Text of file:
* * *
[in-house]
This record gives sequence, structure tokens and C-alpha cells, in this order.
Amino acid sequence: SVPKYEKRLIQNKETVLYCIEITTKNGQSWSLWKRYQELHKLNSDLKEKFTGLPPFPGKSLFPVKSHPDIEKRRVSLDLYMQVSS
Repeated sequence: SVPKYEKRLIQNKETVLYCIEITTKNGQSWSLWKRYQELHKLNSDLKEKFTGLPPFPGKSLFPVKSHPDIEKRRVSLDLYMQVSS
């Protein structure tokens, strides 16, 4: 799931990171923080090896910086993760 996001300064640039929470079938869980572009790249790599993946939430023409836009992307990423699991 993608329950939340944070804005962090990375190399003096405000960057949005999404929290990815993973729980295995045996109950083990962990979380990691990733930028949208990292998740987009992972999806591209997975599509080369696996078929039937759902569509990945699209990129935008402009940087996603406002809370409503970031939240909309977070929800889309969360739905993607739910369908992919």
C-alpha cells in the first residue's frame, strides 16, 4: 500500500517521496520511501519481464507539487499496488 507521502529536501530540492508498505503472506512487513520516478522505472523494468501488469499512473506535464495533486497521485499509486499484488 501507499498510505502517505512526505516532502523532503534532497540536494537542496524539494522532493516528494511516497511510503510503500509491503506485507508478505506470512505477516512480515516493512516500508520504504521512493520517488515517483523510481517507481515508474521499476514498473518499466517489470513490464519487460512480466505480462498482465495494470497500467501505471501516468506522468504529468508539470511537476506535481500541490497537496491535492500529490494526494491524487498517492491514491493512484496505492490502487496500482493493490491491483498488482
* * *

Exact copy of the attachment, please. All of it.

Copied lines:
[in-house]
This record gives sequence, structure tokens and C-alpha cells, in this order.
Amino acid sequence: SVPKYEKRLIQNKETVLYCIEITTKNGQSWSLWKRYQELHKLNSDLKEKFTGLPPFPGKSLFPVKSHPDIEKRRVSLDLYMQVSS
Repeated sequence: SVPKYEKRLIQNKETVLYCIEITTKNGQSWSLWKRYQELHKLNSDLKEKFTGLPPFPGKSLFPVKSHPDIEKRRVSLDLYMQVSS
């Protein structure tokens, strides 16, 4: 799931990171923080090896910086993760 996001300064640039929470079938869980572009790249790599993946939430023409836009992307990423699991 993608329950939340944070804005962090990375190399003096405000960057949005999404929290990815993973729980295995045996109950083990962990979380990691990733930028949208990292998740987009992972999806591209997975599509080369696996078929039937759902569509990945699209990129935008402009940087996603406002809370409503970031939240909309977070929800889309969360739905993607739910369908992919």
C-alpha cells in the first residue's frame, strides 16, 4: 500500500517521496520511501519481464507539487499496488 507521502529536501530540492508498505503472506512487513520516478522505472523494468501488469499512473506535464495533486497521485499509486499484488 501507499498510505502517505512526505516532502523532503534532497540536494537542496524539494522532493516528494511516497511510503510503500509491503506485507508478505506470512505477516512480515516493512516500508520504504521512493520517488515517483523510481517507481515508474521499476514498473518499466517489470513490464519487460512480466505480462498482465495494470497500467501505471501516468506522468504529468508539470511537476506535481500541490497537496491535492500529490494526494491524487498517492491514491493512484496505492490502487496500482493493490491491483498488482